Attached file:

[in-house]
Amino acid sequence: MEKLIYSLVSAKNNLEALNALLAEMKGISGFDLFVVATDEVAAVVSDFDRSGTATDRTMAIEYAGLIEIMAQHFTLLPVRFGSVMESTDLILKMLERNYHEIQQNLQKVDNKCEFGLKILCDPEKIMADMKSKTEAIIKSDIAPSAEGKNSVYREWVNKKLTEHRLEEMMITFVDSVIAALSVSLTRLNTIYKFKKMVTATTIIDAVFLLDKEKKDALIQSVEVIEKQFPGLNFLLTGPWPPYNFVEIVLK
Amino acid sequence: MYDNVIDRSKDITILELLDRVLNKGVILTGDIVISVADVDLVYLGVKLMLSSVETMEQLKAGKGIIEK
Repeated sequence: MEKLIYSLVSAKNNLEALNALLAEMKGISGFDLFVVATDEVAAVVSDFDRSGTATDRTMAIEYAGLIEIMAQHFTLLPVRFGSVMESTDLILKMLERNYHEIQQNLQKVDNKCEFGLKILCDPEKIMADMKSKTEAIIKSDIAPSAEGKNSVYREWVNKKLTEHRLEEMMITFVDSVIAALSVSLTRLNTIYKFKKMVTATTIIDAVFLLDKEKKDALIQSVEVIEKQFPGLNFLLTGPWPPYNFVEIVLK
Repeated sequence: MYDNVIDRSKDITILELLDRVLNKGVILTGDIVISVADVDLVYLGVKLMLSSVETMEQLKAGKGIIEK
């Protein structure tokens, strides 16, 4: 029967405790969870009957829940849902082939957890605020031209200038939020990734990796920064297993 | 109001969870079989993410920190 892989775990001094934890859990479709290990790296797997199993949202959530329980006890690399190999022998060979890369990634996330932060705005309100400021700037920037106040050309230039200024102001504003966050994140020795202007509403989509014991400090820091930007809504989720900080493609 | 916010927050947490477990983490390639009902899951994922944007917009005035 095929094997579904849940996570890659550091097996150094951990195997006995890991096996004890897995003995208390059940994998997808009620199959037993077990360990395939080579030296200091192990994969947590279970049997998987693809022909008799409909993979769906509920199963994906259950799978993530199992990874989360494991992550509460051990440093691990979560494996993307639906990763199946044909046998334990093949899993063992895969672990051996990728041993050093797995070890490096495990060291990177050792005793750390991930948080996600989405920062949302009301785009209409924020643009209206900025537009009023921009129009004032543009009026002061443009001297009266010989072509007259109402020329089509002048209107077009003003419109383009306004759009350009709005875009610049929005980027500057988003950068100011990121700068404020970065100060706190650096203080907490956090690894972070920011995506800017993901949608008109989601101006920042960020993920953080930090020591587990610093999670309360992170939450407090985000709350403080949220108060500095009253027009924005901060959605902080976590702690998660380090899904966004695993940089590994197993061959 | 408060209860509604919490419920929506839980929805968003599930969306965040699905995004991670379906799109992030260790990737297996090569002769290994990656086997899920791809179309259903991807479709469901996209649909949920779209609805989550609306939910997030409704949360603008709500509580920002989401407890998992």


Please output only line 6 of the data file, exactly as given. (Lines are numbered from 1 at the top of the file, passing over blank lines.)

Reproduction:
């Protein structure tokens, strides 16, 4: 029967405790969870009957829940849902082939957890605020031209200038939020990734990796920064297993 | 109001969870079989993410920190 892989775990001094934890859990479709290990790296797997199993949202959530329980006890690399190999022998060979890369990634996330932060705005309100400021700037920037106040050309230039200024102001504003966050994140020795202007509403989509014991400090820091930007809504989720900080493609 | 916010927050947490477990983490390639009902899951994922944007917009005035 095929094997579904849940996570890659550091097996150094951990195997006995890991096996004890897995003995208390059940994998997808009620199959037993077990360990395939080579030296200091192990994969947590279970049997998987693809022909008799409909993979769906509920199963994906259950799978993530199992990874989360494991992550509460051990440093691990979560494996993307639906990763199946044909046998334990093949899993063992895969672990051996990728041993050093797995070890490096495990060291990177050792005793750390991930948080996600989405920062949302009301785009209409924020643009209206900025537009009023921009129009004032543009009026002061443009001297009266010989072509007259109402020329089509002048209107077009003003419109383009306004759009350009709005875009610049929005980027500057988003950068100011990121700068404020970065100060706190650096203080907490956090690894972070920011995506800017993901949608008109989601101006920042960020993920953080930090020591587990610093999670309360992170939450407090985000709350403080949220108060500095009253027009924005901060959605902080976590702690998660380090899904966004695993940089590994197993061959 | 408060209860509604919490419920929506839980929805968003599930969306965040699905995004991670379906799109992030260790990737297996090569002769290994990656086997899920791809179309259903991807479709469901996209649909949920779209609805989550609306939910997030409704949360603008709500509580920002989401407890998992």